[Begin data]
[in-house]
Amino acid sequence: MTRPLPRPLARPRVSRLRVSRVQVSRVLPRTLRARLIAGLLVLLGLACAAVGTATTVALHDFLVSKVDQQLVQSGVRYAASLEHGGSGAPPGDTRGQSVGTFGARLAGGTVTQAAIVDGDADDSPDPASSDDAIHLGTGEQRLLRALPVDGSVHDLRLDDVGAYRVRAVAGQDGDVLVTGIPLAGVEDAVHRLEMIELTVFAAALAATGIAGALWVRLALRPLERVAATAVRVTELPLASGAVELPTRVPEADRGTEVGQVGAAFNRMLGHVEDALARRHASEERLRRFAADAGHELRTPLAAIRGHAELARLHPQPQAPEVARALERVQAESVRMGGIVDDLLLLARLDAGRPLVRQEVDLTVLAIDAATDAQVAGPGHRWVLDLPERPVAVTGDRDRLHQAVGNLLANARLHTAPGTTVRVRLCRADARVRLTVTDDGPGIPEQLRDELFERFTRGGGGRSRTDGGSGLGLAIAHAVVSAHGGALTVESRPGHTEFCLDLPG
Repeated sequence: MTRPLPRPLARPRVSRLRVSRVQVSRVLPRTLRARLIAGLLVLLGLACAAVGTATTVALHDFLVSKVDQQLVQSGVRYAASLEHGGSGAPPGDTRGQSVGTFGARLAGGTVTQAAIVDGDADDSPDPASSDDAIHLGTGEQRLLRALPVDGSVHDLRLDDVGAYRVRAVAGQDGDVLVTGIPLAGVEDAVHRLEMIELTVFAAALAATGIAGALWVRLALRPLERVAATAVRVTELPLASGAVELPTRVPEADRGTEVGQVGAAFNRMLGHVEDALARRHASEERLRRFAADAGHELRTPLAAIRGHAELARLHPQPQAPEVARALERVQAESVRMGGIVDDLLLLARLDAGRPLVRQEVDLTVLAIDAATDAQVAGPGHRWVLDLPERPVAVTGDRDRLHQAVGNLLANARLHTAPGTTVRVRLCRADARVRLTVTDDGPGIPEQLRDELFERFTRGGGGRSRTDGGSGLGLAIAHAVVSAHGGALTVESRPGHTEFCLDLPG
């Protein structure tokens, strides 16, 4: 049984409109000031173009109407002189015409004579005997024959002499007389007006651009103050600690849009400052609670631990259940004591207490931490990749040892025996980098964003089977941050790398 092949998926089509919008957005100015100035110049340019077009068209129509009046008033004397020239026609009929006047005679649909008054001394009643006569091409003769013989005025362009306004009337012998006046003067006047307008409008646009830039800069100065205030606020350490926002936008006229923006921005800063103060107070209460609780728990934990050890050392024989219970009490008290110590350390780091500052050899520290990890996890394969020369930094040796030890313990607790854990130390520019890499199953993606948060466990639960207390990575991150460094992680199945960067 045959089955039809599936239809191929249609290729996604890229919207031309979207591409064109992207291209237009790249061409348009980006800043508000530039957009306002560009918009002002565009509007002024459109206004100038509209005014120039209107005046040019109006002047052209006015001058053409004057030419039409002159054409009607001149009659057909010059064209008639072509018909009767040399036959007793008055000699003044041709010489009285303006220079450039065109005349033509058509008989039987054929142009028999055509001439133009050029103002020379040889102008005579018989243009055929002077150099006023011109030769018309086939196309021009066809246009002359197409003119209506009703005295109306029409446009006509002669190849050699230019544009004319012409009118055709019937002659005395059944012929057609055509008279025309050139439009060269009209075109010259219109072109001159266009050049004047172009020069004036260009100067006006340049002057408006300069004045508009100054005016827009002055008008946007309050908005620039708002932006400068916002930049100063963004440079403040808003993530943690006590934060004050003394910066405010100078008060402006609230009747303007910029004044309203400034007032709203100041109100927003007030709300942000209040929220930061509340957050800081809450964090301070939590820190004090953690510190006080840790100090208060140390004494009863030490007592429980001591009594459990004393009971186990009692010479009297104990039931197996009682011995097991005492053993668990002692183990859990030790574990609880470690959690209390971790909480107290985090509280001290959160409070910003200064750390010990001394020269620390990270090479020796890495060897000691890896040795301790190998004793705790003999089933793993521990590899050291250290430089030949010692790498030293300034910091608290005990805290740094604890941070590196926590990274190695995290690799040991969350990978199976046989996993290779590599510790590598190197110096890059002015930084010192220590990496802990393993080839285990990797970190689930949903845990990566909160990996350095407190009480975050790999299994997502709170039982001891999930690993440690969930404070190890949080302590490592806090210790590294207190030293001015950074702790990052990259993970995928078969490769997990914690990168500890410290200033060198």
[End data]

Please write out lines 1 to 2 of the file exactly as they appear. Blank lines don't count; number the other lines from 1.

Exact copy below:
[in-house]
Amino acid sequence: MTRPLPRPLARPRVSRLRVSRVQVSRVLPRTLRARLIAGLLVLLGLACAAVGTATTVALHDFLVSKVDQQLVQSGVRYAASLEHGGSGAPPGDTRGQSVGTFGARLAGGTVTQAAIVDGDADDSPDPASSDDAIHLGTGEQRLLRALPVDGSVHDLRLDDVGAYRVRAVAGQDGDVLVTGIPLAGVEDAVHRLEMIELTVFAAALAATGIAGALWVRLALRPLERVAATAVRVTELPLASGAVELPTRVPEADRGTEVGQVGAAFNRMLGHVEDALARRHASEERLRRFAADAGHELRTPLAAIRGHAELARLHPQPQAPEVARALERVQAESVRMGGIVDDLLLLARLDAGRPLVRQEVDLTVLAIDAATDAQVAGPGHRWVLDLPERPVAVTGDRDRLHQAVGNLLANARLHTAPGTTVRVRLCRADARVRLTVTDDGPGIPEQLRDELFERFTRGGGGRSRTDGGSGLGLAIAHAVVSAHGGALTVESRPGHTEFCLDLPG